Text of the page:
Another Bobcat Sighting in Area

Another Bobcat Sighting in Area
Journal Review
10/26/2010
By Don Bickel

“Heard any bobcats lately?”

“I tell you whut, Donald, yeah, I did hear one about a week back. And I tell you this, hits good to know they’s sum around. Them wild things is whut makes livin’ here in the country so good.”

“Well, Hal, the bobcat stories sort of perked up a couple of weeks back, but now I don’t hear much said. About the time that bobcat got killed on the road, there was a phone/camera picture of one taken in the area of State Road 47 and Little Sugar Creek.”

“You don’t say. Wal now, thet puts sum distance between that bobcat killed on the road jist east of Alamo and the one you jist mentioned. Mebbe a momma bobcat moved into the area with a couple of near-growed young uns. I ‘spect they's found their way up the Wabash and then up along Sugar Creek.”

“That possibly may be how they got here. And now with deer hunters and trail cameras in the woods, quite likely there will be another sighting. But there still is a question or two about the road-killed bobcat. The one that was in the picture with my column was picked up by Conservation Officers just east of Alamo about a mile or so.”

“But I have heard several reports about a bobcat killed on State Road 32 both east and west of Yountsville. No firm evidence of this has shown up, so it could be that “Someone told me ---” or “I heard about a bobcat that was killed ---.”

“Now, Donald, you know as well as I do, thet if one was killed on the road and sumbody picked it up, they’s in a world of hurt if the law find out. Live or dead, you don't keep a wild bobcat in Indiana. Or even a part of it. Now you might bring a bobcat hide or skull back from some western state, but you better have sum papers thet say where you got it.”

I had driven down to Hal Bench’s place late in the afternoon. The primary reason for the trip was to look for deer in the harvested fields. There is little corn standing and it would seem the soybeans have all been combined. In the last light of the evening, deer will be in the fields eating what little grain remains after harvest.

The combines today are extremely efficient when it comes to getting all of the crop. In the case of shelled corm, there is little need for the human gleaner to walk the fields looking for missed ears of corn. If some of the corn stalks were flattened by wind prior to harvest, there may be some missed ears.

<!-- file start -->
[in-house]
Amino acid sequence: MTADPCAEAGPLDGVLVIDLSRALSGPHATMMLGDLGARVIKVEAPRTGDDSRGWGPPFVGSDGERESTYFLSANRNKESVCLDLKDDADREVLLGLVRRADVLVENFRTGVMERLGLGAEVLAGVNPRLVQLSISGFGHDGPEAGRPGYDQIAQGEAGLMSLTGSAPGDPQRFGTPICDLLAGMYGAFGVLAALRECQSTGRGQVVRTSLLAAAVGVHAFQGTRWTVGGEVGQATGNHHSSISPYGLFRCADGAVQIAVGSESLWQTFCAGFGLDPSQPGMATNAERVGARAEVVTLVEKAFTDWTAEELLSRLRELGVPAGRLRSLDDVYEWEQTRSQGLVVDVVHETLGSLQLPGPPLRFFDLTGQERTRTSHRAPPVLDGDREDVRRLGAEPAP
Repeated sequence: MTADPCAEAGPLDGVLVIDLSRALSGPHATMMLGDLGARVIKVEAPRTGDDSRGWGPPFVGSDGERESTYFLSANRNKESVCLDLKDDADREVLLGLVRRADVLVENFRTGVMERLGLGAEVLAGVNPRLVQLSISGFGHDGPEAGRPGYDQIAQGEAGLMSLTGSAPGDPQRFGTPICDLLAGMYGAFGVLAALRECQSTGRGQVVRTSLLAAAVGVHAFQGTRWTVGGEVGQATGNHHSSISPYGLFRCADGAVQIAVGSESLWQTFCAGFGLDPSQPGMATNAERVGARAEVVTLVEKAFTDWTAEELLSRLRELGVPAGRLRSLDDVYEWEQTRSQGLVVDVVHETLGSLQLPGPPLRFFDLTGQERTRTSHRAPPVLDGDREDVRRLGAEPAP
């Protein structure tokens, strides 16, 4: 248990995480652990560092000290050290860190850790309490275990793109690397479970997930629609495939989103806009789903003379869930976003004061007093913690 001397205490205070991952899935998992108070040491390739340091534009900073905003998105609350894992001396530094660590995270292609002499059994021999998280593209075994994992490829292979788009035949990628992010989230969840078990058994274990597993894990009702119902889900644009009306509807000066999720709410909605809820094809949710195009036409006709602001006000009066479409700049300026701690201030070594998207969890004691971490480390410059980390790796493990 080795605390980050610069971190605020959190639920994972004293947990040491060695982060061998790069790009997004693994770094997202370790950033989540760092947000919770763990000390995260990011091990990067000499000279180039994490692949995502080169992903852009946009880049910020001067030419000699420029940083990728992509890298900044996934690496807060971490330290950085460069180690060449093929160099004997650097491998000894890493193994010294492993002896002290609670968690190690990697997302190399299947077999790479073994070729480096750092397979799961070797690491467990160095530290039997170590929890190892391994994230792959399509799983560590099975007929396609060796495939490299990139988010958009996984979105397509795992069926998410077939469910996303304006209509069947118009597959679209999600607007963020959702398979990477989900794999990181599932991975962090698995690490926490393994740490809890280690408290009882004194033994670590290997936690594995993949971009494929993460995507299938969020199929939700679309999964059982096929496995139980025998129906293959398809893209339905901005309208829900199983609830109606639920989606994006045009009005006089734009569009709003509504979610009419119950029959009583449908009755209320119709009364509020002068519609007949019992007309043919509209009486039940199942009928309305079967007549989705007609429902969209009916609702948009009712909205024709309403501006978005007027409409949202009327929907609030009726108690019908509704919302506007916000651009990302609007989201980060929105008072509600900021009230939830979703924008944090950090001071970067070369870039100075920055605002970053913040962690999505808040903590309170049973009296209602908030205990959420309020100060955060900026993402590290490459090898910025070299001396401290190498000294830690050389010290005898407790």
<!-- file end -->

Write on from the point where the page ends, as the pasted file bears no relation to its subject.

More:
There was a time when some of the corner corn rows were missed. But now, the combine/sheller follows the rows so precisely that nothing is missed. To compensate for this lack of wildlife food, my friends, the Cains at Cain’s Homelike Farms deliberatly allow one row of corn standing if it adjacent to a field or strip of prairie grass habitat. Likewise, the soybeans are left in a threerow strip. Those outer rows are seldom the producer that rows six or eight in area. A few years back, that row of corn, even if it was one of the better in the field, at a 1/4 mile in length, produced about $25 of shelled corn. For hunters in the family or hunting friends, this is a small price for a crisp November day in the field, with dog and gun.

And the game birds depend on it. Our ringneck pheasant did not evolve on the prairie, they were brought her from the Orient in the late 1800s. While our prairie grass fields and strips provide shelter from weather and predators, the pheasant may have a hard time finding enough of the very small seeds which the grass produces.

If mixed into the prairie grasses are some errant weeds — ragweed for instance — the pheasant will find a banquet table awaiting. But since giant ragweed is not favored adjacent to a cropfield, the one row of corn or three rows of soybeans more than make up the difference.

Bobwhite quail did evolve with the prairie and for them there is a good food source. However, they also appreciate the presence of the one or three rows of grain. The bobwhite quail does have a problem with a thick stand of prairie grass. They can’t fly out of it. Our planted stands of native prairie grasses are probably thicker — more dense — than those the bison grazed. By adjusting the seed mix and planting primarily little bluestem and sideoats grama, the quail can venture into the stand and fly upward and out if danger threatens.

“Hal, why to you suppose, in the evening it seems more deer are seen in the bean fields than in the corn fields? Are they eating just the beans they can find or do they eat the residue left from the leaves and stalks? It is just about dark and when I leave, I’m pretty certain to see a lot of deer in the Offield bottoms in soybean fields.”

“Wal, I can’t answer that, but I know hit’s the case. Say, why don't you bring your crossbow out sum late afternoon and set in thet stand down by the creek. They’s been a couple of does and a yearling or two crossing shortly before dark. Mebbe if you got sum deer meat in thet freezer of yourn, your luck would change.”